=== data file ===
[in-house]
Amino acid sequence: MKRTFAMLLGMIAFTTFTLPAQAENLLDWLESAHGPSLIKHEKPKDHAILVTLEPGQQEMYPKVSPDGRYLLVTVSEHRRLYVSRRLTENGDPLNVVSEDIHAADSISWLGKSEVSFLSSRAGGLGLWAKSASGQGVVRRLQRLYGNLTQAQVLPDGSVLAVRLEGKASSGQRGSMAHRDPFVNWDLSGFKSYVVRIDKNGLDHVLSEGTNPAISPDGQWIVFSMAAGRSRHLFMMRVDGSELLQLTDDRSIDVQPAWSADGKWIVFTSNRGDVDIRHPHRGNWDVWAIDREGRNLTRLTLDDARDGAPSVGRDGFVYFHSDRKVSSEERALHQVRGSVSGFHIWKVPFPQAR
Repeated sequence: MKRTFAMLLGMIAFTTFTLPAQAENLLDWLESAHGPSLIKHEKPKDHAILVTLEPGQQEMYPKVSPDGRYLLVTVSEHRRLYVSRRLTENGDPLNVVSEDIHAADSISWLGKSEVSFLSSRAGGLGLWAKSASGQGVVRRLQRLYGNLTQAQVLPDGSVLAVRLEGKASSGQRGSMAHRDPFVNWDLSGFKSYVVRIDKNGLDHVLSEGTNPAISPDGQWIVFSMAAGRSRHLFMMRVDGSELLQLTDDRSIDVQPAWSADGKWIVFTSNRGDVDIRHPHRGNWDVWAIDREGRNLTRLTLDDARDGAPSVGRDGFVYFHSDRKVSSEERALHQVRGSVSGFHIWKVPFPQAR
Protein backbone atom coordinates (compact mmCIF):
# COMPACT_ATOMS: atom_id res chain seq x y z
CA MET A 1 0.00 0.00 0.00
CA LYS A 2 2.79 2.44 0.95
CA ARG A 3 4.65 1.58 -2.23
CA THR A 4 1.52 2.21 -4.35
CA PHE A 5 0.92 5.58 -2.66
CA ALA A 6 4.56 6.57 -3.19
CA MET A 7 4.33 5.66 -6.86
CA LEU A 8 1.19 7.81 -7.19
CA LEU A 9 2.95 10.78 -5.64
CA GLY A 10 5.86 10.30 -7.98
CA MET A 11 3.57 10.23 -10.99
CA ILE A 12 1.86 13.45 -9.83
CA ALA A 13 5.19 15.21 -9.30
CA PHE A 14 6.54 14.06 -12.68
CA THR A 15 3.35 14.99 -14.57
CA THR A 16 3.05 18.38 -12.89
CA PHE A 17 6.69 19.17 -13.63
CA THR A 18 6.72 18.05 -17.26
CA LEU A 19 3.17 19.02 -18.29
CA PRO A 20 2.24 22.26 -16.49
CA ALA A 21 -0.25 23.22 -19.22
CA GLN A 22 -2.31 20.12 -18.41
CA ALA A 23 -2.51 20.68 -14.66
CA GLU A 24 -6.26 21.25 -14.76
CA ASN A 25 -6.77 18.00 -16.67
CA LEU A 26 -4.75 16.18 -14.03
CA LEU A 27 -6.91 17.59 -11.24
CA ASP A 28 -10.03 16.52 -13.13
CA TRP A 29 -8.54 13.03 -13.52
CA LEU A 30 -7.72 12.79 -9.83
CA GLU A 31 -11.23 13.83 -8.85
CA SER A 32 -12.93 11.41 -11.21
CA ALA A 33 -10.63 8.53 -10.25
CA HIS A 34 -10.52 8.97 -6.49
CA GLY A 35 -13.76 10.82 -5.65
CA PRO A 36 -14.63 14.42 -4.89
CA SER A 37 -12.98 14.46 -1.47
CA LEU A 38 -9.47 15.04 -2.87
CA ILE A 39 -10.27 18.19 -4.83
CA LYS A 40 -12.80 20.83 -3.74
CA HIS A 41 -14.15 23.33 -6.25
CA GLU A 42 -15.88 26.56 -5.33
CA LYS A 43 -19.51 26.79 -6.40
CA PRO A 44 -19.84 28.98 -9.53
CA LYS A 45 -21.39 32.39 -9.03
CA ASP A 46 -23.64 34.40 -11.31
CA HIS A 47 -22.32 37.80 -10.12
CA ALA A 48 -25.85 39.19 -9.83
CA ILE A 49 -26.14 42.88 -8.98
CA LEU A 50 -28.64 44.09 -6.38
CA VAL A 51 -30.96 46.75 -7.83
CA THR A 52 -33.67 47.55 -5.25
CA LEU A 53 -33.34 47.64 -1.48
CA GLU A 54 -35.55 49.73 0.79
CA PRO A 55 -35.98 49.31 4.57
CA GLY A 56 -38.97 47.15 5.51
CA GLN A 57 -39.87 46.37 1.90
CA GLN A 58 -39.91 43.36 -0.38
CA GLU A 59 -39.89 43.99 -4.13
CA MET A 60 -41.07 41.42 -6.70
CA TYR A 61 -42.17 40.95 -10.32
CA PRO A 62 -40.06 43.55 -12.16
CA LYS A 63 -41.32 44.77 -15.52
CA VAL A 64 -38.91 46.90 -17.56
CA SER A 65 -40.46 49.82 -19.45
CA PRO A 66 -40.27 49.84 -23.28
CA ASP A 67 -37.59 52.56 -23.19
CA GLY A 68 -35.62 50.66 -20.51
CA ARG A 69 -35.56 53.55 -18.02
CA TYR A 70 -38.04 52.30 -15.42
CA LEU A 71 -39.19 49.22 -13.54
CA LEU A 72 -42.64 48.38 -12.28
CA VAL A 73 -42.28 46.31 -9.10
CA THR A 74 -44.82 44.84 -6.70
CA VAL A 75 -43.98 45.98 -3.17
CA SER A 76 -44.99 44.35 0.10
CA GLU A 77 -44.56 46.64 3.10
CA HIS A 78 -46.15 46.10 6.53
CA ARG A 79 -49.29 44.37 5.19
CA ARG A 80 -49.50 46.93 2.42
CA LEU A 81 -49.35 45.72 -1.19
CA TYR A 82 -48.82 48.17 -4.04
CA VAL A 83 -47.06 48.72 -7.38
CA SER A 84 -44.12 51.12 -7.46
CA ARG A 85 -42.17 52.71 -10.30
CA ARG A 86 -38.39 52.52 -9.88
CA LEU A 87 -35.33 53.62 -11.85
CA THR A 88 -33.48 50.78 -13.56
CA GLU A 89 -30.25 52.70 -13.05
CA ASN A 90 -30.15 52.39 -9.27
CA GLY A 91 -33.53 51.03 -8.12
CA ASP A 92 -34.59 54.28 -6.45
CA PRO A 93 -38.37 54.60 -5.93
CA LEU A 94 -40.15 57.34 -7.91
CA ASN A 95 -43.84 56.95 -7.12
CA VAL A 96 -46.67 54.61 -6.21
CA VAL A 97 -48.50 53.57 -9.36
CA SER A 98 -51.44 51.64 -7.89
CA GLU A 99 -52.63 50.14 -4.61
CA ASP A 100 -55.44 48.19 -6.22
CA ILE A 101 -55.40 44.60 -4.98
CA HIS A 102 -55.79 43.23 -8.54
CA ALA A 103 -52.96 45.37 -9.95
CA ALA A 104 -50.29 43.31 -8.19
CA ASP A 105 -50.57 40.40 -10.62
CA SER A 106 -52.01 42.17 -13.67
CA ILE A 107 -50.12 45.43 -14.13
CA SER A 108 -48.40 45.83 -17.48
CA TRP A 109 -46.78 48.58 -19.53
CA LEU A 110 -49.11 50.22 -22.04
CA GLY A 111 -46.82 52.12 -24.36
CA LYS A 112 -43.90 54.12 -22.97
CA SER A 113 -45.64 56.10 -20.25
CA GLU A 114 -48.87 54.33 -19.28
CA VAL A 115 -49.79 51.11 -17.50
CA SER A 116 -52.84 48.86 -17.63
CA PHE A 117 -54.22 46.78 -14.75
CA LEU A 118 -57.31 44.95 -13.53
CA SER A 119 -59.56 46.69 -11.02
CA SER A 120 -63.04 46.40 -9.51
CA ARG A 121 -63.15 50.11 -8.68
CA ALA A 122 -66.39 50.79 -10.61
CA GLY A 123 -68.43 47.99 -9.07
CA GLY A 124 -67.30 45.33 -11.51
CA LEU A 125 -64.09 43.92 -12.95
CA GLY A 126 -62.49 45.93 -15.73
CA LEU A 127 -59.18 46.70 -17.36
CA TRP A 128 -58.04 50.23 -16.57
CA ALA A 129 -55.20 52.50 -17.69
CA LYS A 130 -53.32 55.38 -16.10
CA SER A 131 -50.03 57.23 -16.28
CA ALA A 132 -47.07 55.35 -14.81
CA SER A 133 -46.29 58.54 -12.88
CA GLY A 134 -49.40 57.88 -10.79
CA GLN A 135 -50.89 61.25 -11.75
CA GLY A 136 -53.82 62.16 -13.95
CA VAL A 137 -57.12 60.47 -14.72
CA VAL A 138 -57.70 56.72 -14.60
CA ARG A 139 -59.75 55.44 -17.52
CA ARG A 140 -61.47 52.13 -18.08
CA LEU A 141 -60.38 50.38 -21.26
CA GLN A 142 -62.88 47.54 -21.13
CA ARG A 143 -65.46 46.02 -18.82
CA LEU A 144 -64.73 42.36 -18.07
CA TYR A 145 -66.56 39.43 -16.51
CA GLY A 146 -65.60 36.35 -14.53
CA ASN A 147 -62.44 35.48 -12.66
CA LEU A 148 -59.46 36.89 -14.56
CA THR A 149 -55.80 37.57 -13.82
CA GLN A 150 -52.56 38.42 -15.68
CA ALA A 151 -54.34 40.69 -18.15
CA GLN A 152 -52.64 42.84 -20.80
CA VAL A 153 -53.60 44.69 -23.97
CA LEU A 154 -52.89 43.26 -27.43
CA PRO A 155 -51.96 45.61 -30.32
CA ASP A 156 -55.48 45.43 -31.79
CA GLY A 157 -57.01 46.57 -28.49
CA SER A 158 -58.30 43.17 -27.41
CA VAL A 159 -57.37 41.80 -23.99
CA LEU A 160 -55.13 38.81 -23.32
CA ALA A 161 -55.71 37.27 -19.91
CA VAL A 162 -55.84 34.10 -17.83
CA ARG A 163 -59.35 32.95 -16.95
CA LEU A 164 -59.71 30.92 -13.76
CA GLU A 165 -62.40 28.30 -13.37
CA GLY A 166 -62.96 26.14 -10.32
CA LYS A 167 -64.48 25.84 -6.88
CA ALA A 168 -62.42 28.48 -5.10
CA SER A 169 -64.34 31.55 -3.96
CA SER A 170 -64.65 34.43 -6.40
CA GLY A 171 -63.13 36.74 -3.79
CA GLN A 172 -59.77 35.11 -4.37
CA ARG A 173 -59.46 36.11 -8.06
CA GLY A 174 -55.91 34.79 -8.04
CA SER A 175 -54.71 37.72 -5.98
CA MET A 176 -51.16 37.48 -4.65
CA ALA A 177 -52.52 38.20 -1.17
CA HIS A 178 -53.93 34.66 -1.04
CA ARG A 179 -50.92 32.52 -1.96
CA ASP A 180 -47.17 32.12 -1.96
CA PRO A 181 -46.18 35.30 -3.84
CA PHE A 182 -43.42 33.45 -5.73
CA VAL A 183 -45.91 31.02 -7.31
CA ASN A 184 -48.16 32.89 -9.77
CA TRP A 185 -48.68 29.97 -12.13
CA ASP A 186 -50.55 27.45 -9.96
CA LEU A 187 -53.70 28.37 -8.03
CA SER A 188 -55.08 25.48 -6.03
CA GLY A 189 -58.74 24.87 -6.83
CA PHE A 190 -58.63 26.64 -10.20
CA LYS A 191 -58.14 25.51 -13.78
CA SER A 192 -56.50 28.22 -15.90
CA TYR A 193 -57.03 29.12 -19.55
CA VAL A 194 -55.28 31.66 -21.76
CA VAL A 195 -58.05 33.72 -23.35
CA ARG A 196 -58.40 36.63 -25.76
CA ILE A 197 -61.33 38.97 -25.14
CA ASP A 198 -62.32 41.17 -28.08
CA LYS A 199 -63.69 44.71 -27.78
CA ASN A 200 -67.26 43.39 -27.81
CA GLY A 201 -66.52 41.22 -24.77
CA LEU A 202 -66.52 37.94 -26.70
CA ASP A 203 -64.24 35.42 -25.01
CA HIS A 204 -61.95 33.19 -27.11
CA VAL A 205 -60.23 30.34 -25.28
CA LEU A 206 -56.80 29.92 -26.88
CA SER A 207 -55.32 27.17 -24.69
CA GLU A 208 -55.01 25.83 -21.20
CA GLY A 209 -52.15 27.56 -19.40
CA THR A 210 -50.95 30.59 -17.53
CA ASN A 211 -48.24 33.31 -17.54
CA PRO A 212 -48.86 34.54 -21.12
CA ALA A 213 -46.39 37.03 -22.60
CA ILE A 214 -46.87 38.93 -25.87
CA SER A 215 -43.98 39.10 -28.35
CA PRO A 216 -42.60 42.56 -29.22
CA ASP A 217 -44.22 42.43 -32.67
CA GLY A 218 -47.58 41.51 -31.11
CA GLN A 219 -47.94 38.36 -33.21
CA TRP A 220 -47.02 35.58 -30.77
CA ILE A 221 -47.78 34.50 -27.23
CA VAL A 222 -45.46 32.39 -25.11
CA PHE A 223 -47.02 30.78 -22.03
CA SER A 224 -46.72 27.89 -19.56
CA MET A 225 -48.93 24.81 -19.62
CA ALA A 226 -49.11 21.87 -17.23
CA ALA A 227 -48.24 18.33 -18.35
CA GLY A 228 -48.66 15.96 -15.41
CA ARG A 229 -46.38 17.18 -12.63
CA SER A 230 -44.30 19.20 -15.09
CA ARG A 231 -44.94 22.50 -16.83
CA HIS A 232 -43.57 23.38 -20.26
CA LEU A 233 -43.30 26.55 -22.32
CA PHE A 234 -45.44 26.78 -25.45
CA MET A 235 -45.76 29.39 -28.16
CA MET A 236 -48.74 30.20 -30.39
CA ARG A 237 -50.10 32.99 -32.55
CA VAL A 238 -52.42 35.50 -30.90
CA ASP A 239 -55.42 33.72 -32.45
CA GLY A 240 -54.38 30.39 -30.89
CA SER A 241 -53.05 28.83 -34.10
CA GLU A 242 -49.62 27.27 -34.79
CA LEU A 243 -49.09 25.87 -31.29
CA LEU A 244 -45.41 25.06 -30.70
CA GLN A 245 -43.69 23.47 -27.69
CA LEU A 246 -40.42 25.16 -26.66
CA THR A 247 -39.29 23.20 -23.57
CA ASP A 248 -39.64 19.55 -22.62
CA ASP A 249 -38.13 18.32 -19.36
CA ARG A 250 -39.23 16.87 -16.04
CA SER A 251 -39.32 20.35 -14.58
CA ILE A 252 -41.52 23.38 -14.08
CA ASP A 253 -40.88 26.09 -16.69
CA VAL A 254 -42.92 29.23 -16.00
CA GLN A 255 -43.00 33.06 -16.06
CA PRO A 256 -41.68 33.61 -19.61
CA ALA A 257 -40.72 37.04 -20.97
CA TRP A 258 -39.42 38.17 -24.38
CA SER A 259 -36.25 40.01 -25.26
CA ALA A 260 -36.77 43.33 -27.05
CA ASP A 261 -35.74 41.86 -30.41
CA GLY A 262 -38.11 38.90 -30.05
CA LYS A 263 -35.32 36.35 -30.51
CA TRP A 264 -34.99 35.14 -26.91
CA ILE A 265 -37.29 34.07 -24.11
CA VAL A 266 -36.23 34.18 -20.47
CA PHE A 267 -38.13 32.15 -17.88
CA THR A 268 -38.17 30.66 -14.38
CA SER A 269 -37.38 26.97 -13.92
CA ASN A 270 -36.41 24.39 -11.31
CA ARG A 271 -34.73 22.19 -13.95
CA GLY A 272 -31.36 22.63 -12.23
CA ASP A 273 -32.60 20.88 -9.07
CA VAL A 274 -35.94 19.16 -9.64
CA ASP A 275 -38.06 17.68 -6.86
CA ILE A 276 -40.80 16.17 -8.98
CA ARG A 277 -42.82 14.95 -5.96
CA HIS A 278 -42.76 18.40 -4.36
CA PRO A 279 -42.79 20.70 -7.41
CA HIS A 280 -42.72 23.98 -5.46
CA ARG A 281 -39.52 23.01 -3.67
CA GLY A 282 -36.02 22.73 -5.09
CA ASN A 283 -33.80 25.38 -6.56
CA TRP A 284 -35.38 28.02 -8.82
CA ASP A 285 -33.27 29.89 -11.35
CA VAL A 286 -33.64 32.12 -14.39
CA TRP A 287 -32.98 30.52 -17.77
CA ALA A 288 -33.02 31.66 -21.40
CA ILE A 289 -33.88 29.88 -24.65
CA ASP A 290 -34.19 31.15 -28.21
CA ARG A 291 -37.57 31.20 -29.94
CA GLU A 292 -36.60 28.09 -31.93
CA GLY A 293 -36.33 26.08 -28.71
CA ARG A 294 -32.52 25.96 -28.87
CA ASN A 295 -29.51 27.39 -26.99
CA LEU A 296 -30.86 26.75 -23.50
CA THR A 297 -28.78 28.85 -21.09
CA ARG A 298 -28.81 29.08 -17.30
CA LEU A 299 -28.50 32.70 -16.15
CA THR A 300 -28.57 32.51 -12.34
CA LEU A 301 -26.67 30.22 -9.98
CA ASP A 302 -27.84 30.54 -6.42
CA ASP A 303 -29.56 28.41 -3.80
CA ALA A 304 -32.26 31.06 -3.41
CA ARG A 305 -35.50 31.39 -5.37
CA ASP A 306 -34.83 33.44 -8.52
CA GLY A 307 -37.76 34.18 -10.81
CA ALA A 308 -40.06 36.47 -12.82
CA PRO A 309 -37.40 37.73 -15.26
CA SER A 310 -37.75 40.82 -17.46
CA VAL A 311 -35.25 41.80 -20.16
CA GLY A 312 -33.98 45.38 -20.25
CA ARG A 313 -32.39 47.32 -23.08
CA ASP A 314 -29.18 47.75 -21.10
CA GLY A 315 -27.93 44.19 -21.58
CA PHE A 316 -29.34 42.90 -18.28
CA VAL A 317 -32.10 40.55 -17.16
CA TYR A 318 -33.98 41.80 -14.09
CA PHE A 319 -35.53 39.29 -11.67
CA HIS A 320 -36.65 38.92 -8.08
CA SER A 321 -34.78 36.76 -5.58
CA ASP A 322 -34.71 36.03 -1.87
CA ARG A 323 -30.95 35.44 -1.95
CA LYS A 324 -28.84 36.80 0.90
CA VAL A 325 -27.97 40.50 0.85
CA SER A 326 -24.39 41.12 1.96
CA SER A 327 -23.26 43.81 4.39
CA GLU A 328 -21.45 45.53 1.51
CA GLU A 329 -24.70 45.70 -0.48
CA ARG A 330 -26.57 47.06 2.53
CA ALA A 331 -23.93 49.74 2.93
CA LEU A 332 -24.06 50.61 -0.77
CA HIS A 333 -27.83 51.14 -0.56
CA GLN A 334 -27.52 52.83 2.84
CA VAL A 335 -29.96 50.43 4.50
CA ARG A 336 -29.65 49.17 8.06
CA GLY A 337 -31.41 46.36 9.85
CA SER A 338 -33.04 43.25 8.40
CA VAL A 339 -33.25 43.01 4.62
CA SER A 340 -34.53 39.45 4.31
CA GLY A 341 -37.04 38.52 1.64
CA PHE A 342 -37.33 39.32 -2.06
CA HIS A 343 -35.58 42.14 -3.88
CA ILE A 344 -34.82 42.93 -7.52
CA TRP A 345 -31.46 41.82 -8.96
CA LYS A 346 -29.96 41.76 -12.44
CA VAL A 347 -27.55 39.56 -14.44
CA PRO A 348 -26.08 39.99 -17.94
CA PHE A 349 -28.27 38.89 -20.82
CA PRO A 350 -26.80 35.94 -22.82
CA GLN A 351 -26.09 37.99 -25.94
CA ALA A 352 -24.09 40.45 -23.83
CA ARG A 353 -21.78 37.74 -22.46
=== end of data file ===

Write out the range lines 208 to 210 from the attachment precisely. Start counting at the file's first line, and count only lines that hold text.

CA ASP A 203 -64.24 35.42 -25.01
CA HIS A 204 -61.95 33.19 -27.11
CA VAL A 205 -60.23 30.34 -25.28